Mauro Kolobaric, Consul General to the Embassy of Australia in Washington, made an impression on Duncan during his short stay in our city last week.
Here to share in the aftermath of the shooting that took the life of 22-year-old Christopher Lane, a collegiate baseball player from Australia visiting his girlfriend, Sarah Harper, he touched many bases and hearts.
He toured the city, learning first-hand the whys we lovingly call it home. He engaged in an emotional conversation with the Harper family. He enjoyed a reception in his honor with board members of the Rotary Club at the Chisholm Trail Heritage Center. He had a relaxing, private dinner. He stayed overnight at The Lindley House. He spoke to students at Duncan High. He offered sympathies and understanding. He visited with the media. He outlined strengths shared by our countries at a Rotary luncheon. And he delivered a moving, personal message to Duncan from Peter Lane, father of Christopher.
It was, he said, aside from the reason that brought him here, a wonderful experience.
Duncan, you see, made an impression on him as well.
He said that in the tight confines of a vehicle that escorted him from place to place. He said it in the privacy of casual conversations or when a microphone was near. He said it to clusters of listeners charmed by his accent. He said it to note-taking reporters. He said it, essentially, to anyone who asked or even dared to wonder. .
And he repeated it Friday from the comfort of his Massachusetts Avenue office.
“I felt very, very much at home there,” Kolobaric said, reflecting on his visit. “I have not seen the ambassador (the Hon. Ken Beazley) yet, but we have emailed and my theme continues with everyone I see. My visit was wonderful and the people of Duncan are quite lovely.
“It’s a long way from Washington and even farther from Australia, but I felt a closeness there. It was if I was at traveling home in Australia. I can certainly understand why Christopher had the feelings he had for Duncan and for the Harper family. I could not have felt more welcome. I came back knowing I had spent less than 24 hours there, but feeling I had known many of you for years.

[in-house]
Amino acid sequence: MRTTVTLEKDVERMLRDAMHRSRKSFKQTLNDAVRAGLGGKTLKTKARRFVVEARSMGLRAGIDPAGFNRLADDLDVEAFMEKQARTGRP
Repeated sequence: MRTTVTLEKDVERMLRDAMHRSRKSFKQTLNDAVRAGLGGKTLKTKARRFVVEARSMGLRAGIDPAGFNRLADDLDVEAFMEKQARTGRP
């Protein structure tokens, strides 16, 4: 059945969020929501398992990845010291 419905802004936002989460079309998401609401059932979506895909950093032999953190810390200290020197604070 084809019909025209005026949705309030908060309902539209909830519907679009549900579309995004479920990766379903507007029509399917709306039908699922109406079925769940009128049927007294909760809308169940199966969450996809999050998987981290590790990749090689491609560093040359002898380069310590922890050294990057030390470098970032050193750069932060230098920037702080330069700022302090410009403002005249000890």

“I am so glad Duncan, through Rotary, reached out to us and I am grateful to have been the one able to visit, to represent our country and to visit with you all.”
The time, he said, was full of moments he will long remember.
Visiting with the Harpers was special, personal and meaningful, allowing him a unique glimpse at Christopher, Sarah and family members who mean much and have been so supportive.
Spending time with the high school students was an unexpected treat, magnified in that all high school students were part of the morning assembly. He said they seemed engaged and inquisitive with a genuine interest in his remarks. That many lingered to shake hands, ask questions and share their future plans, pleased him.
Learning the Labor Day Memorial Run attracted so many participants and generated so much money for scholarship purposes, showed the “outpouring of support” in a “strong community.” A jogger himself, had he known, he would have arrived earlier to be part of the event. Perhaps, he said, he’ll be able to return.
Hearing “Oklahoma!” and national anthems of Australia and the United States sung in his honor at the Rotary luncheon moved him deeply, adding a personal touch to the feeling of “warmth, generosity and spirit” he had already experienced.
And delivering directly the remarkable words of a strong message sent by Peter Lane, father of Christopher, to the community was difficult, but touching and even inspiring.
Kolobaric’s theme, repeated often, was simple and pure.
“We understand there is a sense of guilt because it (the shooting) happened there, but there is no reason for Duncan, as a community, to feel badly,” he said. “It was a random act that could have happened anywhere.
“We saw and can see the community spirit and support. No one blames Duncan for any of this.”
His visit embraced the clarity sought by Rotarians anxious to apply the global mission of clubs in both countries – Duncan and Melbourne were, ironically, both chartered in April 1921.
Provide service to others, the mission reads. Promote integrity. Advance world understanding, goodwill and peace through its fellowship of business, professional and community leaders.
Mauro Kolobaric’s time in Duncan did just that.
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